Ever feel like you have so much piled up on your plate that you don’t know how you’ll possibly be able to do it all?
Lately it’s been a lot with the company, getting ready for Baby D, getting things fixed and cleaned around the house, making time to see family and friends, scheduling meetings and events, exercising the pup and finding time to take the best care of myself possible (for baby, of course!). Although many of these to-dos are fun and exciting, it doesn’t mean they don’t raise my stress levels.
That’s why breakfast dates with Hubbs are one of my favorite traditions. We go to a local place to grab coffee (decaf, for me!) and omelets, hash browns and fruit. We pick on the slow service, but enjoy our leisurely breakfast while writing out our to do lists, budgets and discussing our calendar for the next couple months. It may sound like a business meeting, but I treasure these morning meetings and always leave feeling more relaxed. Something about spending time with Hubbs and organizing life make me calm and happy.
How do you handle stress?
You can eat well, exercise often and try to get enough sleep, but if you are continually stressed out, being able to maintain a healthy weight and state of mind will be difficult for you. (And most likely, if you are stressed, you probably aren’t eating as well, exercising as much or sleeping enough anyways). Stress eating, anyone?
Stress affects your hormone levels, which in turn control your appetite, and everything else in your body. It also affects people in different ways. Some people may not be able to eat anything, or forget to eat when stress levels are up, while others may not be able to stop eating. Both extremes are detrimental to your healthy living goals.
Under high stress, your sleep will suffer, resulting in lower energy levels throughout the day, which will lead to lack of exercise, and craving more high-carbohydrate, calorie dense foods. Your body is also more likely to store fat around your middle, known as visceral fat, which is the most dangerous place to store fat since it has been linked to increase risk of diabetes and heart disease. It is a slippery slope that can be challenging to overcome, so it is best to nip it in the bud when you begin to feel your stress level rising. Here are some good tips to help control your anxiety:
- Begin to notice symptoms of being overly stressed: muscle tension, clenched jaw, breaking out, irritability, restless sleep, lack of energy, apathy, digestive problem, etc.
- Make yourself a priority and utilize some relaxation techniques: try yoga, meditation, deep breathing, a hot bath, walking, journaling, talk to a good friend, etc. It is not selfish for you to have some time to yourself. It is an essential part to healthy living, and you will be better at everything else you do if you take care of yourself first.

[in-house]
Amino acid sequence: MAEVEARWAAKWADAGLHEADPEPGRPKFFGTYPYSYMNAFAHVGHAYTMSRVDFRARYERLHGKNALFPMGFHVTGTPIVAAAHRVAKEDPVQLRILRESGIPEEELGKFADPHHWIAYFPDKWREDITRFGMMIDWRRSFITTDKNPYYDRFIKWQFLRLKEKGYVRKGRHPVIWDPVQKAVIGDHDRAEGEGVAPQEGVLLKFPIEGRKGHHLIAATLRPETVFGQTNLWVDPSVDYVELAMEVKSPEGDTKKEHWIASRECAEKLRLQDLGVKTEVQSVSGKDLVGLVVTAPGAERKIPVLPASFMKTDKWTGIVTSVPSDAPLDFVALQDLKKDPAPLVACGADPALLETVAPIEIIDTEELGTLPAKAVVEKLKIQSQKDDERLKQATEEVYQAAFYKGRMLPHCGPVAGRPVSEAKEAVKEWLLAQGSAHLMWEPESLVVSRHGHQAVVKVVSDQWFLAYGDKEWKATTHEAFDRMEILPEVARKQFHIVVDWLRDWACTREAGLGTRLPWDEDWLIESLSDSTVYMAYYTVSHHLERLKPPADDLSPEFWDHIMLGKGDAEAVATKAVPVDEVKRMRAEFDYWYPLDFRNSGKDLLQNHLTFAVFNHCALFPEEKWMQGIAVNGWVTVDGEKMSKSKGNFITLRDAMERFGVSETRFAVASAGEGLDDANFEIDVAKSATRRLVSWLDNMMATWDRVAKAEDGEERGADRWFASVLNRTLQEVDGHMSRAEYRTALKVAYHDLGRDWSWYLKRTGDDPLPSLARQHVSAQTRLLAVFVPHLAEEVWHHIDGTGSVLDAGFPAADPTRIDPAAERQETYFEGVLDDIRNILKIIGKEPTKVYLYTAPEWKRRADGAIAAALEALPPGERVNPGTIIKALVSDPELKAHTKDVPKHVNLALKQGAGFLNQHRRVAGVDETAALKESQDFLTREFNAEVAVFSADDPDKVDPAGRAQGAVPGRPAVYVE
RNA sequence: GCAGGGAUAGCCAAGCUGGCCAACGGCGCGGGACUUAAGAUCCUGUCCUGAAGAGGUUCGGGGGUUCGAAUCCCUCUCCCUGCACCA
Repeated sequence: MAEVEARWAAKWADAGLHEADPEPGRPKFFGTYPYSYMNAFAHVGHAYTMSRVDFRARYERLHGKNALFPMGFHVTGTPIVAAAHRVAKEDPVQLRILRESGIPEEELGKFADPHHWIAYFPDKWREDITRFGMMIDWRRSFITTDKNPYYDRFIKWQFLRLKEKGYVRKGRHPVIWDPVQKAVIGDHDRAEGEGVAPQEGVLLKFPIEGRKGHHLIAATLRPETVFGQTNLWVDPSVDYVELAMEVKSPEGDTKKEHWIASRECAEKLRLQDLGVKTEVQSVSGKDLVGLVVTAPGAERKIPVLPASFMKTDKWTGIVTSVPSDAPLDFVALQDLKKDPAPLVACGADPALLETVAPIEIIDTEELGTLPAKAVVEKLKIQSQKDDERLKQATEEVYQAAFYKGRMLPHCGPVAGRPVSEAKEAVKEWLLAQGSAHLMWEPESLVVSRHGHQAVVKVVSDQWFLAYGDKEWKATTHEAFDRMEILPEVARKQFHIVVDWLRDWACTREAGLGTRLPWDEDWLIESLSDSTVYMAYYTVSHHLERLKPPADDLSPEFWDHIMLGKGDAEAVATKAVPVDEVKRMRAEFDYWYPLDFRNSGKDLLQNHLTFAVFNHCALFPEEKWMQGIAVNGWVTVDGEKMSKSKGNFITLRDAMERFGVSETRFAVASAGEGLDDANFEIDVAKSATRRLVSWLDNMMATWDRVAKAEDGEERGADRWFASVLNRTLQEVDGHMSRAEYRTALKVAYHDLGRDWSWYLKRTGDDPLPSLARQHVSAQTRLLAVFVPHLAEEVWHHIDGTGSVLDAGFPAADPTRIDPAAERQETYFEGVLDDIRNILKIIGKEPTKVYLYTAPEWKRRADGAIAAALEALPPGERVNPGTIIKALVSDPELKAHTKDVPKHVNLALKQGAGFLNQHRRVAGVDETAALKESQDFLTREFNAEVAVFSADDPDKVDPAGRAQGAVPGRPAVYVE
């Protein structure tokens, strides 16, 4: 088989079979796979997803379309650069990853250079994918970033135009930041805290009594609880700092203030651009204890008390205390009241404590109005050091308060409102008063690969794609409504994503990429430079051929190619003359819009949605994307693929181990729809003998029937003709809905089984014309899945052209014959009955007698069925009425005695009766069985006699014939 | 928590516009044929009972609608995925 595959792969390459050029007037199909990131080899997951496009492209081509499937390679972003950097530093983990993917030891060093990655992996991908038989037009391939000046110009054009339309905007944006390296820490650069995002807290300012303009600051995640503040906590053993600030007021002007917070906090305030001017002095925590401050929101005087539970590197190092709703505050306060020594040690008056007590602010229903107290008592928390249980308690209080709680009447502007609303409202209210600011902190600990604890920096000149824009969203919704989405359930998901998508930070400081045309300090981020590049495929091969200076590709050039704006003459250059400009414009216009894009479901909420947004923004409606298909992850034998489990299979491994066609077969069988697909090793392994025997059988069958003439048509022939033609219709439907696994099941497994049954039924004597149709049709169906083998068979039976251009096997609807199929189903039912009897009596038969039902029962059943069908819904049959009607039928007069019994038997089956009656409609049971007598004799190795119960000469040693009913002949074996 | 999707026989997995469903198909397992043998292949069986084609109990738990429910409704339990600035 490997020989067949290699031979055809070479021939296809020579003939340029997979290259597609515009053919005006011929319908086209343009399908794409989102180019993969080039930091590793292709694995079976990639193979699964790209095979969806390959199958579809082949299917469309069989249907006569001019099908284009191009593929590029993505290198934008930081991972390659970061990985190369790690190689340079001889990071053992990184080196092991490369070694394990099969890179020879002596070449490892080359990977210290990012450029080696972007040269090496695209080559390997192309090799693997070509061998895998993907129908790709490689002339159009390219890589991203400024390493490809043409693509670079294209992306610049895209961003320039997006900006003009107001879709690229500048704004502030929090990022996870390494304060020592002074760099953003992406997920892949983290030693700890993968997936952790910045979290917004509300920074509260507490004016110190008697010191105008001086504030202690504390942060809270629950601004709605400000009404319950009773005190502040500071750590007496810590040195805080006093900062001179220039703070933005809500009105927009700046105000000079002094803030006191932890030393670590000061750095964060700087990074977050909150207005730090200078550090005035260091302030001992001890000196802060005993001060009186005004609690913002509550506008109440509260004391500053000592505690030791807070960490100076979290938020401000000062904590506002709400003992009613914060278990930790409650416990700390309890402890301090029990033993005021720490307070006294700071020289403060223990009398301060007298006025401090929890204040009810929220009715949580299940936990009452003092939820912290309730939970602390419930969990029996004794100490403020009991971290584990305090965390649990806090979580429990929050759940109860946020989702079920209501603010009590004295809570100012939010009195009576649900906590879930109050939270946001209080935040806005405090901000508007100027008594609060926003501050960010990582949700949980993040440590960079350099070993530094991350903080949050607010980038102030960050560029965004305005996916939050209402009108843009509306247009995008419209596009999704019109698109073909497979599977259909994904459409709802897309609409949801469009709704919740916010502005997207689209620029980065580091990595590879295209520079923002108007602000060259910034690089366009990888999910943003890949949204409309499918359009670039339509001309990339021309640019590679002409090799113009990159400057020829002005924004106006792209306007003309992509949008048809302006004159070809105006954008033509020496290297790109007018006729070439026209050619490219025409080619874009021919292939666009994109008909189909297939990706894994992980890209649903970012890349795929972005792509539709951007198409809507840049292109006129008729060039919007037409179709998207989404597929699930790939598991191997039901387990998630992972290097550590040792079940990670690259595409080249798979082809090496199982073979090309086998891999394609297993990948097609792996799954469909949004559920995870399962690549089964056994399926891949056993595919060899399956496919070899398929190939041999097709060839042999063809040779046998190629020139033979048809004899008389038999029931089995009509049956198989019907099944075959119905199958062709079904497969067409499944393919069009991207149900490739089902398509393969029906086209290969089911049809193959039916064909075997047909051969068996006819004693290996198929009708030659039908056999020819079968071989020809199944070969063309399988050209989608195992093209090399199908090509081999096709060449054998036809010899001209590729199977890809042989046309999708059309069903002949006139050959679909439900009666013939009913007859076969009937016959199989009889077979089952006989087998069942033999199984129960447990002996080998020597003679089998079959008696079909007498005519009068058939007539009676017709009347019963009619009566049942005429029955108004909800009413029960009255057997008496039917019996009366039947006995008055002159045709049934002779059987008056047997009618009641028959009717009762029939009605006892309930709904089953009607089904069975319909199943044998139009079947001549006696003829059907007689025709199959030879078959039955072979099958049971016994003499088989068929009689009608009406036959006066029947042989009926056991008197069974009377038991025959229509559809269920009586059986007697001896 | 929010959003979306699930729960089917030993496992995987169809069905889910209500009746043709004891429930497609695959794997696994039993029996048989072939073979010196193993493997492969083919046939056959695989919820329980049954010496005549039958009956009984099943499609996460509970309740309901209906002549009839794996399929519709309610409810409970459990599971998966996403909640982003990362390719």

- Get moving. Walk, run, bike, skip, jump rope, swim, do jumping jacks. Not only will exercise burn calories, it will lower your stress levels and release endorphins that will lift your spirits. If you aren’t feeling up to it, do it anyways. Commit yourself to moving around for 10 minutes. If you still want to quit after 10 minutes, then do so, but most likely you will find that once you get moving, it feels great and you will continue longer than the initial 10 minutes.
- Don’t skip meals, especially breakfast. Keep track of when you are eating and do not allow more than 3-4 hours to go by without eating something.
- Avoid caffeine, alcohol and cigarettes. These have been shown to cause cortisol levels to rise (the hormone that results in increased stress and weight gain).
- Take a multi-vitamin. Making sure you are getting a sufficient amount of essential nutrients can help keep energy levels up and stress levels down.
- Drink plenty of water.
- Make sure the carbohydrates you are eating are high-quality whole grains that are high in fiber. This will help keep blood sugars steady and your energy level up.
- Ask for help. Learn how to recognize if you have too much on your plate. Prioritize your “to do” list and ask for help on the things on the list that you can’t get to. Being organized will help you feel more in control.
What’s your best stress-busting technique?
The good news? It’s FRIDAY! And that ought to lower all of our stress levels 🙂